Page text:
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  • Writer's pictureSarah Gardiner

My Not-So-Crystal Ball

I want to note that I am not an economist, I love reading the thoughts of economists. I also love history, I feel there is so much to learn from it, including our economic history, so when clients ask what I see in our future, I look for patterns in our past.

A lot of people fear a 2008 housing crash repeat, and understandably so as it's the most recent example we have of a blistering market, and where did it lead? To a massive crash. However, indicators show that the conditions were different. At that time dubious mortgages were rampant, and many unqualified buyers swamped the market. Demand sky-rocketed and supply was just not there. So of course, builders build moving on this lucrative market. So when the reality check hit and demand spiraled down, foreclosures rocketed up and now we had more homes than there were qualified buyers. Builders stopped building.

An excellent example is our own Horizon West. All these villages and communities started being built in 1997 but made a screeching halt in 2008 and didn't really pick up again at full swing until the last few years. However, our current scorching market isn't because of wild west lending.

In the first quarter of 2022, a Fannie Mae report reported that the average credit score of a FIRST time homebuyer was 746, and the average score of all homebuyers of 756. That's incredible. So this market isn't being flooded by unqualified buyers. Instead, we have Millenials finally able to overcome an earlier recession, and the pandemic to purchase homes but they are not the only ones. We also have a lot more movement in the investor community. You might have seen some of these articles about investors purchasing whole communities, with cash...

Real Estate Fund Acquires Entire Community Of 146 Single-Family Homes In Jacksonville, FL

Goldman Sachs-backed firms buy entire Florida community for $45 million

Investors have always existed but this is still something unique. A bigger and new hunger for single-family housing. According to a report published in June by the Harvard Joint Center for Housing Studies, a record 28% of single-family homes were purchased by investors in the first quarter of 2022.

So this scorching market comes from legitimate and high demand. Now with rates going up there are many who hope things will cool down. But what does that look like? Will it happen? This is where the crystal ball gets murky.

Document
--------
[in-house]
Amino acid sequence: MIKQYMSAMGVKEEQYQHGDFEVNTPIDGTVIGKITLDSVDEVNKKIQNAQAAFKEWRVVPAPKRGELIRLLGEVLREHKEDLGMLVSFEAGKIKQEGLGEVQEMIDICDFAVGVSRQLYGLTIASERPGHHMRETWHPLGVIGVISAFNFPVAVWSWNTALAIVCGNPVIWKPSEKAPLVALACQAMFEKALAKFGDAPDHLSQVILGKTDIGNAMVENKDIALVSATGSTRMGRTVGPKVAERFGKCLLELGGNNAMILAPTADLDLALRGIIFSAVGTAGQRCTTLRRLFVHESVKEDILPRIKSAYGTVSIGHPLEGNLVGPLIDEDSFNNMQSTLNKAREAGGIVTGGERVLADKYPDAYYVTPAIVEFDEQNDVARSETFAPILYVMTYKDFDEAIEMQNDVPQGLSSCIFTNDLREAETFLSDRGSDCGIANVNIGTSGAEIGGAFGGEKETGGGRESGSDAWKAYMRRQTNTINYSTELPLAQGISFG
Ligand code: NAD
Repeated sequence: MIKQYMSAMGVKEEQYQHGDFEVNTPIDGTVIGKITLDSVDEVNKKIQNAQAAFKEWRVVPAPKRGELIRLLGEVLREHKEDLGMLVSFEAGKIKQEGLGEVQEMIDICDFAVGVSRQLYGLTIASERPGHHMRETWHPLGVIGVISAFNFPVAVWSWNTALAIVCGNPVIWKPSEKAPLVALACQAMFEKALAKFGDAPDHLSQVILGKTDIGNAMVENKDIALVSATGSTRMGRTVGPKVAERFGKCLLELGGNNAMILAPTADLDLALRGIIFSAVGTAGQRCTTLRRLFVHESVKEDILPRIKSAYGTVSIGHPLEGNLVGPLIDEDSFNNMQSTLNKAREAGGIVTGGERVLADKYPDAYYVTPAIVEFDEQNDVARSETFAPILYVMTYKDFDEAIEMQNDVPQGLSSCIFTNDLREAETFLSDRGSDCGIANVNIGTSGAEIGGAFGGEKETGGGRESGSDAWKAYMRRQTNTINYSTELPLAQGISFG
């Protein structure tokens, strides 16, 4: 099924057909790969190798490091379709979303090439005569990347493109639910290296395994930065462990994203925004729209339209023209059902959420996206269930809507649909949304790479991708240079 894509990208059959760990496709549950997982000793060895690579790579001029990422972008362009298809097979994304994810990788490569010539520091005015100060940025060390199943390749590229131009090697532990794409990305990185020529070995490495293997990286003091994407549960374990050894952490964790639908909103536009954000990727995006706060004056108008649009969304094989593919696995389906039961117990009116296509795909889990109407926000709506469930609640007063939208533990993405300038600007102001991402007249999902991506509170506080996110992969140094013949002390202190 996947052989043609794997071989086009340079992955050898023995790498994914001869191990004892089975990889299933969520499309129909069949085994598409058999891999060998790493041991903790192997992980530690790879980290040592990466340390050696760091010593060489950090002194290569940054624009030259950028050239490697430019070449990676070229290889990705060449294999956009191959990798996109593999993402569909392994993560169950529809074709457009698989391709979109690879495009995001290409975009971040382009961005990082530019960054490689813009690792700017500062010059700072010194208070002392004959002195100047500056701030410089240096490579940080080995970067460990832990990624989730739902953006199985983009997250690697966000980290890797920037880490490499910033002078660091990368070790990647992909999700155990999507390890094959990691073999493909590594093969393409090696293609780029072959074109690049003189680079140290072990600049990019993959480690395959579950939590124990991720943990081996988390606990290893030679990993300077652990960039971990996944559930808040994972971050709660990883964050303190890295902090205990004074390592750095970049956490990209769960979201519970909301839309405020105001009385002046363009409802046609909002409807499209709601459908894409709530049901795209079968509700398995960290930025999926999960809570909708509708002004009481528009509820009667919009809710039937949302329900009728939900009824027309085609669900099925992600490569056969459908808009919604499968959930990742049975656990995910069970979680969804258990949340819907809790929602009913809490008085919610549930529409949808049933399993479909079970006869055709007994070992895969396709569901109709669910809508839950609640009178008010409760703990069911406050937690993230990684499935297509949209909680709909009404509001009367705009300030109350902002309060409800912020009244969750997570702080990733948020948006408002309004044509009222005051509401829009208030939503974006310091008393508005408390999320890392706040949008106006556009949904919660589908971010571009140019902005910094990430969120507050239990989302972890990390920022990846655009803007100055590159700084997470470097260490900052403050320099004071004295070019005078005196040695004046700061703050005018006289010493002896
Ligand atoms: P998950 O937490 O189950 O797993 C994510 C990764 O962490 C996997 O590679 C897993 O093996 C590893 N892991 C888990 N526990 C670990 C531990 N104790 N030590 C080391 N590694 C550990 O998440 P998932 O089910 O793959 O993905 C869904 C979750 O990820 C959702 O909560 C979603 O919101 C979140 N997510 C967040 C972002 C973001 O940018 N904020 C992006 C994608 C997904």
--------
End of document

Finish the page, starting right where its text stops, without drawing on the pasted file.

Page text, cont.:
While this might not be a 2008 it could be a repeat of the 1970s. Below is a chart showing the inflation rate and home prices from 1973 to 1982.

The last time the government went crazy printing money (inflation) was in the 70s. Home values still went up every. single. year. Even when mortgage interest rates were 16-18%. Even when we had two back-to-back recessions in the early 80s. Prices continued to rise. Also, let me define prices a little bit, List prices are what sellers wish they could get, and those prices will start coming down-but home values-their actual worth and actual selling prices-aren't-instead they are still going slowly up.

Meanwhile, a lot of economists are forecasting a recession, while some say we are already in one, and others are more hopeful. A recession slows down the "economic activity" across the economy but guess what...

“If we look back at the last six recessions, mortgage rates ended up coming down — because that is exactly what happens to mortgage rates during a recession — and home values held the line or slightly increased in value. As an asset class, real estate historically has been very protected and performed strongly during recessionary and inflationary periods.”

-- Mortgage Expert Arjun Dhingra

Check out the podcast episode "What a Recession means for Housing Prices and the Housing Market": https://themortgagereports.com/92940/recession-housing-market-2022-podcast

For even more information and for the source of this fantastic graph, check out "Recession, Interest Rates, and Real Estate" article on the mortgage specialists page.

So I don't have a crystal ball, and there are still so many other factors that could make this a truly fascinating ride (the war in Ukraine, for example) but as of right now I'd say, yes, it's still worth it to purchase a home. Is it worth it to sell? Yes, inventory is still low and demand is high.

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